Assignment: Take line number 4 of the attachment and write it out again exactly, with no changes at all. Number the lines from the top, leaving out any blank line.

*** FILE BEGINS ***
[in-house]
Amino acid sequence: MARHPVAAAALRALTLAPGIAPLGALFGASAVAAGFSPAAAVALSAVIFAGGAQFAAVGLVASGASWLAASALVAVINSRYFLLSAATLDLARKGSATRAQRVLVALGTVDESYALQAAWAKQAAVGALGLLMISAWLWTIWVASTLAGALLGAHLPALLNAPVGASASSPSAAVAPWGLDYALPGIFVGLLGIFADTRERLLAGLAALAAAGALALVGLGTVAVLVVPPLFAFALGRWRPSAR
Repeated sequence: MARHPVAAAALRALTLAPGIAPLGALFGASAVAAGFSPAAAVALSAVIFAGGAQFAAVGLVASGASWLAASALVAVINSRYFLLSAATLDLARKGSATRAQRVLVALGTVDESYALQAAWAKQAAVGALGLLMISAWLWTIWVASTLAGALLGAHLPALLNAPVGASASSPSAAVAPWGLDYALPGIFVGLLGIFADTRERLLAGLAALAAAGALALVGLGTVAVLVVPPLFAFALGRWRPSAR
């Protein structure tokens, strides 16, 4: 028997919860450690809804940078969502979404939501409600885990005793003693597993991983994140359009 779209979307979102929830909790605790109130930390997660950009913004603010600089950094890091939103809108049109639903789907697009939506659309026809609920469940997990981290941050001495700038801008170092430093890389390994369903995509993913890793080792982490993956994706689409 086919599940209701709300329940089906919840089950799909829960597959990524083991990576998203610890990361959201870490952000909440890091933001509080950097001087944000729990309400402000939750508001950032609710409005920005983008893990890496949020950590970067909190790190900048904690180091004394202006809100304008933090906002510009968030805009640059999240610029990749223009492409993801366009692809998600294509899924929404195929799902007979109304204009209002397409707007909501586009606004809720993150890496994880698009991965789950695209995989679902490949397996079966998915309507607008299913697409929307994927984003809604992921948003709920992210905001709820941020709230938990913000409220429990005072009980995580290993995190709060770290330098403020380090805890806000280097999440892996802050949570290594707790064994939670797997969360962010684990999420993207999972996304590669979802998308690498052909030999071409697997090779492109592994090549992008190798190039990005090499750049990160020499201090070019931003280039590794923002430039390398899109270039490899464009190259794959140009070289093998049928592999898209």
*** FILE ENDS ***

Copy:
């Protein structure tokens, strides 16, 4: 028997919860450690809804940078969502979404939501409600885990005793003693597993991983994140359009 779209979307979102929830909790605790109130930390997660950009913004603010600089950094890091939103809108049109639903789907697009939506659309026809609920469940997990981290941050001495700038801008170092430093890389390994369903995509993913890793080792982490993956994706689409 086919599940209701709300329940089906919840089950799909829960597959990524083991990576998203610890990361959201870490952000909440890091933001509080950097001087944000729990309400402000939750508001950032609710409005920005983008893990890496949020950590970067909190790190900048904690180091004394202006809100304008933090906002510009968030805009640059999240610029990749223009492409993801366009692809998600294509899924929404195929799902007979109304204009209002397409707007909501586009606004809720993150890496994880698009991965789950695209995989679902490949397996079966998915309507607008299913697409929307994927984003809604992921948003709920992210905001709820941020709230938990913000409220429990005072009980995580290993995190709060770290330098403020380090805890806000280097999440892996802050949570290594707790064994939670797997969360962010684990999420993207999972996304590669979802998308690498052909030999071409697997090779492109592994090549992008190798190039990005090499750049990160020499201090070019931003280039590794923002430039390398899109270039490899464009190259794959140009070289093998049928592999898209």